Southeast Asia's Richest Woman Signs $6.5 billion Deal For 50 Airbus Jets


Nguyen Thi Phuong Thao, founder and CEO of Vietjet, Vietnam’s largest private airline, in her office at Tan Son Nhat International Airport, Ho Chi Minh City, Vietnam. Photographer: Linh Luong Thai/Bloomberg

Vietjet, Vietnam’s biggest private airline, finalized a $6.5 billion agreement on Friday to buy 50 Airbus A321neo jets. The deal was signed in Hanoi by Nguyen Thi Phuong Thao, Vietjet founder and CEO, and Christian Scherer, Airbus Chief Commercial Officer.

Both prime ministers of France and Vietnam witnessed the signing. Vietjet had inked a Memorandum of Understanding for the order back in July at the Farnborough International Airshow in the U.K. The purchase brings the budget carrier’s total orders for A320 Family aircraft to 171, 46 of which have so far been delivered.  

“The fuel efficient A321neo will enable us to increase capacity and help us to expand the network significantly, especially on international routes,” Nguyen, founder and CEO of the airline, said in a press release.

Nguyen, 48, is one of the world’s most successful entrepreneurs and the only self-made female billionaire in all of Southeast Asia. She launched the airline in 2011, making a big splash early on with ads featuring bikini-clad flight attendants. The airline was fined $1,000 in 2012 for having a bikini fashion show on one of its domestic flights without a permit from authorities. In response to criticisms, Nguyen said it was her way to bring joy to customers and promote freedom of choice — everybody should be able to wear whatever they want if that makes them happy. Vietjet hosted its most recent on-flight bikini show in January to welcome the national soccer team back from an overseas game, sparking another round of public outrage. 

Nguyen took the company public in early 2017, after a planning process of over 800 days, she said in an interview with Forbes Vietnam that year. She debuted on Forbes list of the World’s Billionaires in 2017 shortly after the IPO. Forbes currently estimates her net worth at $2.7 billion.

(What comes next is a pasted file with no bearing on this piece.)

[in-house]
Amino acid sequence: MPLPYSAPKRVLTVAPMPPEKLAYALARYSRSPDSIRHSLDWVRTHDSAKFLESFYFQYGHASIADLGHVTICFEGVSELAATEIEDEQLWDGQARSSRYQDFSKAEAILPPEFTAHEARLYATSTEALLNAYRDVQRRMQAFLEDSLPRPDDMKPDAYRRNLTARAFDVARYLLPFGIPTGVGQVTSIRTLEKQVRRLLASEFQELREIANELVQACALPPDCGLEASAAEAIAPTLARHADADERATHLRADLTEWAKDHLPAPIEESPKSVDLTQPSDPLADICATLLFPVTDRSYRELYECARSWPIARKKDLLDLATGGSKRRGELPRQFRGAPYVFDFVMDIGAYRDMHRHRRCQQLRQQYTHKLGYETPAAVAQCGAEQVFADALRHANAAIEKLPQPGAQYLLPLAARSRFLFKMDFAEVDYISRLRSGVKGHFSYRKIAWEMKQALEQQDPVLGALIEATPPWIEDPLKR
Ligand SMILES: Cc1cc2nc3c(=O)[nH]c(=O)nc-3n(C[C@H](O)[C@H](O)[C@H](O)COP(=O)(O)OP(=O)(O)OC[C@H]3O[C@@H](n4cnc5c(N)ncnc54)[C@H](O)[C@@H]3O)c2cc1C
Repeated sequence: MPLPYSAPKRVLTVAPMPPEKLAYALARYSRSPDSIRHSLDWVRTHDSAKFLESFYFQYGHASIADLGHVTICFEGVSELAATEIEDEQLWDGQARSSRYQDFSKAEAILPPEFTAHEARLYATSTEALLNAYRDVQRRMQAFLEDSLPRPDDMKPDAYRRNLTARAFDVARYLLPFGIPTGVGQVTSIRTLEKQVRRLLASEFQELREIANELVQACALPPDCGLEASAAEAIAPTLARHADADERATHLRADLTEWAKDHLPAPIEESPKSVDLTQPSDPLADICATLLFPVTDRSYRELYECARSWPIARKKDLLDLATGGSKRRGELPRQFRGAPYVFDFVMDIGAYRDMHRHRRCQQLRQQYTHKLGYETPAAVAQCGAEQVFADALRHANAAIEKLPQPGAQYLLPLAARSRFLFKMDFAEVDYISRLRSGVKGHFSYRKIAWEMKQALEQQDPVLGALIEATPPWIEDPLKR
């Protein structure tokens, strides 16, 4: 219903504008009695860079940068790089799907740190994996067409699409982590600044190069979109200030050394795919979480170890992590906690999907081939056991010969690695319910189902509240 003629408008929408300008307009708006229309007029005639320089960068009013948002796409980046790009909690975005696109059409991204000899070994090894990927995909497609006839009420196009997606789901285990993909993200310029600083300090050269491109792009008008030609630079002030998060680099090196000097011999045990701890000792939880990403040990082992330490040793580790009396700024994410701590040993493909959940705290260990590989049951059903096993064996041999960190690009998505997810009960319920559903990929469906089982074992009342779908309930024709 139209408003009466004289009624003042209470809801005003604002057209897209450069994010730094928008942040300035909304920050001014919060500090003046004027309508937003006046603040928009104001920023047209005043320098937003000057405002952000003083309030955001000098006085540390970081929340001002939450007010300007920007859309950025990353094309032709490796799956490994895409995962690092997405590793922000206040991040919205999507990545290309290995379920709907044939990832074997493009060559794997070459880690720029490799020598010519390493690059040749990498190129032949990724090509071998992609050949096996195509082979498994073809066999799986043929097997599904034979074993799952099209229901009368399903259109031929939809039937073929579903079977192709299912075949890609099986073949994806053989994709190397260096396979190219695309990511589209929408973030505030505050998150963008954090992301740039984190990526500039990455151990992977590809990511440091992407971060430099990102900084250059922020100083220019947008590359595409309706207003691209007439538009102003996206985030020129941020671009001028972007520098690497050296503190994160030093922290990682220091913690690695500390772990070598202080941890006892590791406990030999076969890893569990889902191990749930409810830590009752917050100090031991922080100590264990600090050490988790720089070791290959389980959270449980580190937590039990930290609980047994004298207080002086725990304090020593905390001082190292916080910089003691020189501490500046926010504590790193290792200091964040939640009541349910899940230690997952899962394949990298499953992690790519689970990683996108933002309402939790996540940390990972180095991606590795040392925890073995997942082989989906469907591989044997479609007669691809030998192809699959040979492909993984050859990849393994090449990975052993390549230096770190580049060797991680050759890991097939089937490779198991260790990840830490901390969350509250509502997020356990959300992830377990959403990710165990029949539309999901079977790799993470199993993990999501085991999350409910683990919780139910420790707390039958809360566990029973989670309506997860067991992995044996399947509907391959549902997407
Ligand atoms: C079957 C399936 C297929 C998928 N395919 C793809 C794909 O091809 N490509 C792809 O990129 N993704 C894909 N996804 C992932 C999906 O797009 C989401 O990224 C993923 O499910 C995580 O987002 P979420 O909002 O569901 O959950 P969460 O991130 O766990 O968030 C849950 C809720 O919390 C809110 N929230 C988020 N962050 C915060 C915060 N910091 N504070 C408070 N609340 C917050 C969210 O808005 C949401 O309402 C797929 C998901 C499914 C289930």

The airline, which reported $1.8 billion in 2017 revenue and net profit of nearly $200 million, currently offers over 300 flights a day, with 101 domestic and regional routes– almost double the routes it had in early 2017. The average age of all of its fleet is three years. About 30% of Vietjet’s 17 million customers were first-time flyers, Nguyen told Forbes Vietnam, explaining that customers give it a try because of the airline’s lower prices. A round-trip ticket from Hanoi to Ho Chi Minh City costs about $140, while the same trip on Vietnam Airlines, the national airline, costs $260.

Nguyen studied economics and finance in Soviet Russia in the 1980s. She got the idea of creating a low-cost airline while working as a commodities trader. Nguyen is one of just four Vietnamese billionaires listed by Forbes and is the only female billionaire in the country, where less than 20% of company board members are women, according to a 2017 report by Deloitte.

“I’m still not used to being called a billionaire. Because in almost 30 years of doing business, I’ve never counted how much money I have nor set a goal to become a billionaire,” Nguyen said in the 2017 Forbes Vietnam interview. “I grew up not having to worry about money, so making money was never my goal.” She aims to keep expanding Vietjet’s routes and possibly to list shares overseas in the future, which would make it the first company in Vietnam to do so.



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